A dotted whole note tied to an 8th note works efficiently, but it looks kind of weird and doesn't convey the feel of the music. In this instance, the 13/8 is comprised of 3+3+2+2+3, so I tried a dotted half note tied to a half note tied to a dotted quarter note, but it seemed to be over-complicating things. Is there a commonly accepted practice for this type of note or a happy medium that I can use?
Write a whole note. It is fairly standard practice to use a whole note to indicate a bar's length note when the bar length meets or exceeds the length of a bar of 4/4. What's more, even if someone doesn't know that they will very quickly understand the meaning of the absence of rests. 'Yo's answer is functionally identical in this regard except using the breve; in my experience (as a performer who mostly plays jazz and therefore mostly plays 20th century music notated as simply as possible) I have only actually seen the whole note used for this purpose, although I am aware of the usage he describes. Nonetheless, I'd still recommend the whole note because it's just generally more readable, especially by amateurs.
Your only other real option is a tie, I'd say, and that looks silly since you'd have to beam the tie appropriately, meaning you'd need to tie together whatever the largest allowable note for each subunit is (dotted quarter plus dotted quarter plus quarter plus quarter plus dotted quarter). You can't (or shouldn't) use a dotted half note because it implies a unit of six when, in fact, you have two underlying units of three.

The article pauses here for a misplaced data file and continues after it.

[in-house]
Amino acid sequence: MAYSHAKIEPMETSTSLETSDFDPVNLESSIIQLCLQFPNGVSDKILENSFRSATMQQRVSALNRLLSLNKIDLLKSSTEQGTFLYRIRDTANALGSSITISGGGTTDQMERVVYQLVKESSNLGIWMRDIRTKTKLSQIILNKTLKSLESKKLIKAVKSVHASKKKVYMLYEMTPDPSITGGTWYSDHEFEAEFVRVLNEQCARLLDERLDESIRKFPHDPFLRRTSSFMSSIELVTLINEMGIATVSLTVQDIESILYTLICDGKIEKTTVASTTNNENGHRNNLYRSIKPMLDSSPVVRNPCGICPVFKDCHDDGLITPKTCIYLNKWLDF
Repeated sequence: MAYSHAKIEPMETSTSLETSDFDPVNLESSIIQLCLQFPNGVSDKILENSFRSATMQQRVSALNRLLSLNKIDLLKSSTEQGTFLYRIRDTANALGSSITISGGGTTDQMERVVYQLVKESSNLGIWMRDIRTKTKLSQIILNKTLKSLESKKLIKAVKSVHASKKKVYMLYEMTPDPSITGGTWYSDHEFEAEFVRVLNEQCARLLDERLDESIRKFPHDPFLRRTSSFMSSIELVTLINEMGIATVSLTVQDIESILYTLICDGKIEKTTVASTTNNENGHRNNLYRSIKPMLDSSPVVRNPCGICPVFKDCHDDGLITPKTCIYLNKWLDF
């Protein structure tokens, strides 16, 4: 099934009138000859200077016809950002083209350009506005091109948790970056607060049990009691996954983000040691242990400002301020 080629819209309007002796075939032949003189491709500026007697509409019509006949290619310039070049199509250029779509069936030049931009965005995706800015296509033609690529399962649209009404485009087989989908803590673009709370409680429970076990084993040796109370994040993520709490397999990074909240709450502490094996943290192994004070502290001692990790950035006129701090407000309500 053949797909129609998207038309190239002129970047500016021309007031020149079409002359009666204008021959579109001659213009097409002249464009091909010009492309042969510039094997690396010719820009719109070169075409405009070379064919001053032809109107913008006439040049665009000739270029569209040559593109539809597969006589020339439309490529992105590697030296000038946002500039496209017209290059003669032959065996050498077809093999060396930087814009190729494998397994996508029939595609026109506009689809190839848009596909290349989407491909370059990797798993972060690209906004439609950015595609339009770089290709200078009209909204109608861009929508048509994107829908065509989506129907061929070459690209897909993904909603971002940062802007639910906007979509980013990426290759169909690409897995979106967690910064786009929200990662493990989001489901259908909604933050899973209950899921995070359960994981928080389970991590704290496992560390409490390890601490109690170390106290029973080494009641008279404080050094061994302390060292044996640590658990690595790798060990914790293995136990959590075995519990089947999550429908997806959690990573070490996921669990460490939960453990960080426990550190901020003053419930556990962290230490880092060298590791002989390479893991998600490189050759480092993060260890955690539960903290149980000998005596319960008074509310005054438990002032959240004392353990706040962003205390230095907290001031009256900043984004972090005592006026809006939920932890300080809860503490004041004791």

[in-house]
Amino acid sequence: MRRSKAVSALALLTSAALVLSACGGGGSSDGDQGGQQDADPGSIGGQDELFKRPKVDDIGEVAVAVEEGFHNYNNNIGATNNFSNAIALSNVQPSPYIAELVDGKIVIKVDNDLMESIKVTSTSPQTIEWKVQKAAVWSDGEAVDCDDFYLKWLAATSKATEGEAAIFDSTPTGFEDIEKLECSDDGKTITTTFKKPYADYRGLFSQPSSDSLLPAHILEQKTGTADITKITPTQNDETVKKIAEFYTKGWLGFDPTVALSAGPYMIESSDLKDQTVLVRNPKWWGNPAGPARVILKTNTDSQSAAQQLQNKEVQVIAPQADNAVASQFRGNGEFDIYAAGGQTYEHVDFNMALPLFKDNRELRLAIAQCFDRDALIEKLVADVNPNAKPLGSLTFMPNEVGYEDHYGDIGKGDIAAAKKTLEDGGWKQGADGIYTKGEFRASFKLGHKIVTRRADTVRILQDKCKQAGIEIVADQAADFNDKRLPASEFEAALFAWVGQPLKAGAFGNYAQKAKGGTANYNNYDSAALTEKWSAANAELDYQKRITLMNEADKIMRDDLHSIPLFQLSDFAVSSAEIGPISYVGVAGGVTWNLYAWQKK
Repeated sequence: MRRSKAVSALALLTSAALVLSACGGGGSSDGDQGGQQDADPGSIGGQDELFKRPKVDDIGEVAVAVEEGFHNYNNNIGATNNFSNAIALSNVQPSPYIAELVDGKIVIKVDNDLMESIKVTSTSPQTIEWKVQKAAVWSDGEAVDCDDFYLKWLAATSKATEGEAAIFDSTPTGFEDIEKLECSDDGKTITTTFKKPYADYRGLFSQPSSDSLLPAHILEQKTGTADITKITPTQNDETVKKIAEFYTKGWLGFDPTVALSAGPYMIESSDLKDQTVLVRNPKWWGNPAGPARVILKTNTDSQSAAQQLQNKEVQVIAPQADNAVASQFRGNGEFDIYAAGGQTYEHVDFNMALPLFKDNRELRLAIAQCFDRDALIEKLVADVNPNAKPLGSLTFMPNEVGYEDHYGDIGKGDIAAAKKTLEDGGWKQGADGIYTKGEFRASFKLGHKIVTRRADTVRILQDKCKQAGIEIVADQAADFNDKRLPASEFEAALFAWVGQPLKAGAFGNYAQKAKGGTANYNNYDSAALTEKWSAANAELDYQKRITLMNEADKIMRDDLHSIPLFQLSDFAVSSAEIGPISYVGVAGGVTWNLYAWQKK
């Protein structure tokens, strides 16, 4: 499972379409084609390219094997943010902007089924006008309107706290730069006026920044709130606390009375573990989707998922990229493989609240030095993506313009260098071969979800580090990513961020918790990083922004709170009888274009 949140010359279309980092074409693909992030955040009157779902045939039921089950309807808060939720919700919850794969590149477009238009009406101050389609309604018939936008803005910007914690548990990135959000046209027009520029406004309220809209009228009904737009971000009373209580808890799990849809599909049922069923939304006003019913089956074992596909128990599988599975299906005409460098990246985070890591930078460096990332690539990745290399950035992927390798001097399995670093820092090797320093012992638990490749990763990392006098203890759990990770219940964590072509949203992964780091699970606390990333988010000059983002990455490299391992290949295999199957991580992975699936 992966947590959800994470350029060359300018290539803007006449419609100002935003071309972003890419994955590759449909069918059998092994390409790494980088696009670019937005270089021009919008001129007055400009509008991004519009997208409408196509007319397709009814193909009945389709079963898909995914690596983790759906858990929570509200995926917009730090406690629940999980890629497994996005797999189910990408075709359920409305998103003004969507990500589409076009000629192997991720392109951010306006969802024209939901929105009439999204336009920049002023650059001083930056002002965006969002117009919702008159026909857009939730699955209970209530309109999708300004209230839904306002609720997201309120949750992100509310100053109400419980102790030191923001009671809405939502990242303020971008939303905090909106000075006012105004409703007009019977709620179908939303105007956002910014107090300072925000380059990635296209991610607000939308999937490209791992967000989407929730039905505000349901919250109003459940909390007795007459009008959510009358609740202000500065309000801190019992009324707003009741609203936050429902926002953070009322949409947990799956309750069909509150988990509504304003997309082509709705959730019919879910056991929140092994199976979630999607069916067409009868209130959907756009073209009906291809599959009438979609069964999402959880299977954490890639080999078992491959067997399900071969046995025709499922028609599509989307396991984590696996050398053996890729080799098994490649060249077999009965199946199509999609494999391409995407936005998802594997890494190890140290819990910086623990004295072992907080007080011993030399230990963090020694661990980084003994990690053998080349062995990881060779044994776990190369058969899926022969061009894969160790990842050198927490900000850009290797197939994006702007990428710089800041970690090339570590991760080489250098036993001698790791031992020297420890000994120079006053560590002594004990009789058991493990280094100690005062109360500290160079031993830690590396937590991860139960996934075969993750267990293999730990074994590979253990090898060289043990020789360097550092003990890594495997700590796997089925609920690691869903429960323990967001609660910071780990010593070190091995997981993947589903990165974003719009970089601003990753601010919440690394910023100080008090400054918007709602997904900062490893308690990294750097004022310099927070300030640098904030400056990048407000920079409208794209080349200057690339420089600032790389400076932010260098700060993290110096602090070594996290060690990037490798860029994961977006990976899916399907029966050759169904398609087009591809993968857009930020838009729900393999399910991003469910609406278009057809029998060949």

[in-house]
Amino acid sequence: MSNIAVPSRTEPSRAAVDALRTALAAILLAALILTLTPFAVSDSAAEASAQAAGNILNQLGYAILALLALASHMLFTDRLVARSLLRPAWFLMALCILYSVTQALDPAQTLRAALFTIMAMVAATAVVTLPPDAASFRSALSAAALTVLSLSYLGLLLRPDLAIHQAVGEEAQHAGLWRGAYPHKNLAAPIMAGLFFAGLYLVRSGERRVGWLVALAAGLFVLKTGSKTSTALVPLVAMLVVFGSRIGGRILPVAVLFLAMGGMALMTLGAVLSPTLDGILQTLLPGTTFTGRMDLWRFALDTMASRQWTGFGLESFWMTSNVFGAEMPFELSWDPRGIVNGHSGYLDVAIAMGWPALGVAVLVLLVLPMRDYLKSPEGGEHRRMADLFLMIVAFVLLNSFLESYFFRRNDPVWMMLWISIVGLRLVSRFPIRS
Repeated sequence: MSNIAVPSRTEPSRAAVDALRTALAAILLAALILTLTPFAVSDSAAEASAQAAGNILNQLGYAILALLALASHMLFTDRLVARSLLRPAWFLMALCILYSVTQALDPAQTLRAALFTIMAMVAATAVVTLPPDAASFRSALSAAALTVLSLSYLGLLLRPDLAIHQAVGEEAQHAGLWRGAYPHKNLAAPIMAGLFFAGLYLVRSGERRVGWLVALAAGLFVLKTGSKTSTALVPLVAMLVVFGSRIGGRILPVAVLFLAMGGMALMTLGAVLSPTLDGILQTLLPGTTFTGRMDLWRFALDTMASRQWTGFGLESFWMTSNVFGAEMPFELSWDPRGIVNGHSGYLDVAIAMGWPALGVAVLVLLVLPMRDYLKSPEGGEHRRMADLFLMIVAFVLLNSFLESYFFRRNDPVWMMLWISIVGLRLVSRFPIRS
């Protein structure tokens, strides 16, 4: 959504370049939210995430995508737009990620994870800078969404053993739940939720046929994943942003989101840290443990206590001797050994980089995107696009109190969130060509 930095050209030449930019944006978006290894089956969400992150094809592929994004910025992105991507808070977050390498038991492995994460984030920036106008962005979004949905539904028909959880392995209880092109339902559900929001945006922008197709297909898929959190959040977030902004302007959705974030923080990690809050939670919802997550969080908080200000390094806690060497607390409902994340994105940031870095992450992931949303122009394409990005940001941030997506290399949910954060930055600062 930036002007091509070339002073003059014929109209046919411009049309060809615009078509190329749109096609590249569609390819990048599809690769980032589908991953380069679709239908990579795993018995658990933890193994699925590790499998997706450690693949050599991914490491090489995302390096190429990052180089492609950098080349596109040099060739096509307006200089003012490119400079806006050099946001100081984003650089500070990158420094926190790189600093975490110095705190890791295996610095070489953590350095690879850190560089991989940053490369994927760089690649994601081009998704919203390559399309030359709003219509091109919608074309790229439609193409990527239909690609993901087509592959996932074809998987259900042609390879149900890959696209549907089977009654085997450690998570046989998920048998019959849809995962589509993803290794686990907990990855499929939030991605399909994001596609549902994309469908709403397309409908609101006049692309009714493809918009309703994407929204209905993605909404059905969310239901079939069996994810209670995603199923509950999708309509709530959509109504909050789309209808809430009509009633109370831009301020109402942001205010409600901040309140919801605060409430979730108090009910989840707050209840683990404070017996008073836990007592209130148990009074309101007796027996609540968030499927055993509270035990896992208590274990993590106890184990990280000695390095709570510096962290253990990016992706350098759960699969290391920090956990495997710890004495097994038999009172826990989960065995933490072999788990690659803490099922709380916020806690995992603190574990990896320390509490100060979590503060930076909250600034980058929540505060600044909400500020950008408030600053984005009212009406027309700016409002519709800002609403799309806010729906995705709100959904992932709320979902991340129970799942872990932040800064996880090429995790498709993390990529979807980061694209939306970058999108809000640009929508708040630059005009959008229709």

It depends. In general, the good ways are two:
- Use a whole note when possible.
- Divide following the rhythm.
The second option can be done, in your case, as
2. 4.. or
4. 2.. 4. or
1 4 4. or so (as mentioned in the comments).
For the first option, there is no standard way as we do not have a single note of duration
13/8. However, the breve note with standard duration
2/1 = 16/8 is used for "undefined" lengths in some church music such as psalmodies. So, if your music contains a clear
13/8 in the same bar in another voice, I would try using a breve note for this. While this is non-standard, it will be the easiest to read, once the player gets familiar with what you mean, check this, for instance:
I would just not do this if it appeared only once or twice in the whole piece.
Note that you need
a\breve*13/16 to input the note in LilyPond as the native duration of the note is
2/1 and you need it to be
13/8 = 2/1 * 13/16.
Addendum: I tried various ways of writing out the long notes (e.g. as Laurence Payne suggests in the comments) but I can't say I like it more or consider it more readable; still it could be just me. Some variants are written down below. One thing is that we don't know how is 3+3+2+2+3 grouped in the piece...
Since 13/8 is going to be confusing to anyone reading the music, could you rewrite it with switching meters? Since you mention the feel is 3+3+2+2+3, maybe 6/8, 4/2, 3/8?